Trailer tongue - swing vs. removable

andrewm

Well-Known Member
Anyone modified their trailer themselves? Would make more room in the garage - can't decide whether to add one of those 'swing-away' hinge kits, or just cut tongue and weld in a sleeve with a couple pins in the other side.
 

G.Mech

Moderator
R.O.C. (Radio Operator's Certificate)
I put a Fulton swing away on mine. It was quite easy, works great and saves 2 feet in my garage. I ran the wire inside and bolted the safety chain inside too because I guess I had nothing better to do...:D. I got it at Procter Marine in Simcoe. I can't remember the exact price but it wasn't that expensive and is very well engineered.

 

andrewm

Well-Known Member
I was looking at that same device. Was curious as to how it would hold up over the years. Debating between the bolt-on and weld-on. Either way, certainly looks like a simple option to add on.
 

north08

Member
I cut my trailer tongue and did the insert but did not weld it bolted the insert on with 2 bolts , used 2 pins for the tongue to remove it ,had the wire for lights come out in the area of winch and used velcrove straps to fasten the wire to tongue when towing , worked great insert was tight but came out easy .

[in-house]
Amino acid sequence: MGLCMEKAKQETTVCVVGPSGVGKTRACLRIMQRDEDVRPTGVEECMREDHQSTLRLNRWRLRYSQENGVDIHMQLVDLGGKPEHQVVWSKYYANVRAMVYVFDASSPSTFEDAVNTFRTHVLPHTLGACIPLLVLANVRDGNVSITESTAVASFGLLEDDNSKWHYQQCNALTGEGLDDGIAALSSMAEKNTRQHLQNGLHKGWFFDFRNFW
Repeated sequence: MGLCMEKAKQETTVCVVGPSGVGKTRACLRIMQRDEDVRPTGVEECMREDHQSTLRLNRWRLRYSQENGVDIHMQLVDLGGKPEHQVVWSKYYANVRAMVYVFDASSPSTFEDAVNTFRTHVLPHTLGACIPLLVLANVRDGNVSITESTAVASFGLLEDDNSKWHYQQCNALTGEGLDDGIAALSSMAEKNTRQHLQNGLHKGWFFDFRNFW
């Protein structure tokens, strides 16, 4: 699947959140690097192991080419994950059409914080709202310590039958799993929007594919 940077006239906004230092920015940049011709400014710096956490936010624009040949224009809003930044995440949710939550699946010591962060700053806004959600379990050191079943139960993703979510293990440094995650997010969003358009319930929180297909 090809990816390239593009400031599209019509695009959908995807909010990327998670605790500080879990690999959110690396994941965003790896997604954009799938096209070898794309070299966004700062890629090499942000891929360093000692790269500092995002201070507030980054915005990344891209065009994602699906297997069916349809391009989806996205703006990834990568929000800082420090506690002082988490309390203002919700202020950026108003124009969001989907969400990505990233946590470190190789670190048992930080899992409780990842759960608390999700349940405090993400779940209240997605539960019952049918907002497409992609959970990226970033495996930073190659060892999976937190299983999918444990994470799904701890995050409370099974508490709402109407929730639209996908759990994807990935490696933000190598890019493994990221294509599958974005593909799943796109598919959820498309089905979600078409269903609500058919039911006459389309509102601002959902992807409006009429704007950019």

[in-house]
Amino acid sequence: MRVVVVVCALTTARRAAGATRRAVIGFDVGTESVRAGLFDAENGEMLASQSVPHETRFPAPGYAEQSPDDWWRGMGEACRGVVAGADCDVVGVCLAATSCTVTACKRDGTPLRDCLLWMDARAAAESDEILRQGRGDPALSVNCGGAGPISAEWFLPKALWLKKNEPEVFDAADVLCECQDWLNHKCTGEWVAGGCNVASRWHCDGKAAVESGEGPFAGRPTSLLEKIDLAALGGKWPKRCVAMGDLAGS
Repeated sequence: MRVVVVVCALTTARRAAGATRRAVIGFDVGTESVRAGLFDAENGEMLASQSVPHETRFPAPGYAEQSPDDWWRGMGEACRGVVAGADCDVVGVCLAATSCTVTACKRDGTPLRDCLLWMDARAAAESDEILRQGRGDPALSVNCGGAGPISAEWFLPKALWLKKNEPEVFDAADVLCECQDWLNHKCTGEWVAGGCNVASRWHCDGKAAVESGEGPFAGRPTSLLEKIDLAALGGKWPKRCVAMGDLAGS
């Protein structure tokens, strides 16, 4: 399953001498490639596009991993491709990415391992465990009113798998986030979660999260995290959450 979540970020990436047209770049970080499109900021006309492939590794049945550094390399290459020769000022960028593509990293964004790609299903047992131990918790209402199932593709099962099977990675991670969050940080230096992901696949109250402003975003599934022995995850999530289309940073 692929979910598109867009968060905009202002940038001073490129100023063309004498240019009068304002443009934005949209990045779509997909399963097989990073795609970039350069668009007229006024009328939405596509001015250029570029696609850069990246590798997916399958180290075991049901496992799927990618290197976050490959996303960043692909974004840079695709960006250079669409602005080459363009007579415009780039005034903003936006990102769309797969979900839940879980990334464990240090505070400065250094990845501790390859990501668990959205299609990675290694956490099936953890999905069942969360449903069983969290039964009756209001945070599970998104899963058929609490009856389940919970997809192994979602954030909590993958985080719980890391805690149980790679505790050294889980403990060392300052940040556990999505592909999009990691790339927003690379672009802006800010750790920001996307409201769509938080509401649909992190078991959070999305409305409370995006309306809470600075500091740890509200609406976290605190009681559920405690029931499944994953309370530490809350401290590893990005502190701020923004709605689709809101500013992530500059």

big guy

Well-Known Member
I did my own insert for next to nothing. I wouldn't do it with a really heavily loaded boat/trailer package though, unless you know the shear strengths of the bolts and/or pins. Don't cheap out on these items for sure. There is a BIG difference in bolt ratings. Mine rattles and clanks a bit going over bumps at slow speeds, but for the price, I don't mind that much. I slid the insert in about 2 feet, and the toungue has about two feet attached as well, for a solid connection, at least in my own opinion. Each 2 foot section has 2 bolts. I wonder what the MTO would say if I was ever pulled over for a trailer inspection?? hmmm
 

G.Mech

Moderator
R.O.C. (Radio Operator's Certificate)
I thought about doing my own too but I would hate to find out the hard way that I miscalculated something or made a poor weld on a bracket. The fulton one has 8 high tensile bolts and special locknuts in each half of the coupling which only grip through the wall of the tube. This way they are like a bearing connection in a steel structure not in shear like a through bolt. It may seem like overkill but who really knows the stresses with all the combined forces involved? It is also an approved device so the MTO can't really give you any grief. Mine has about 15,000 km on it and I cannot see any wear on anything.

If you do make your own, I would avoid bolting all the way through a square tube in applications like this. You cannot properly torque the bolts without squishing the tube and under load, things can come loose. The loose bolts are really nothing but shear pins which can become a problem over time as they wear in the holes.

I love my boat too much to cheap out on something like this given it only cost about $100 as I recall. It sucks watching your own boat pass you on the highway...
 

zxninja

Well-Known Member
I was lucky enough to be able to just unbolt the front of my trailer and pull it out. All I had to do was make some quick connects for the trailer lights and I was good to go. A swing tounge would be better but this was an inexpensive way to fit it into the garage.
 
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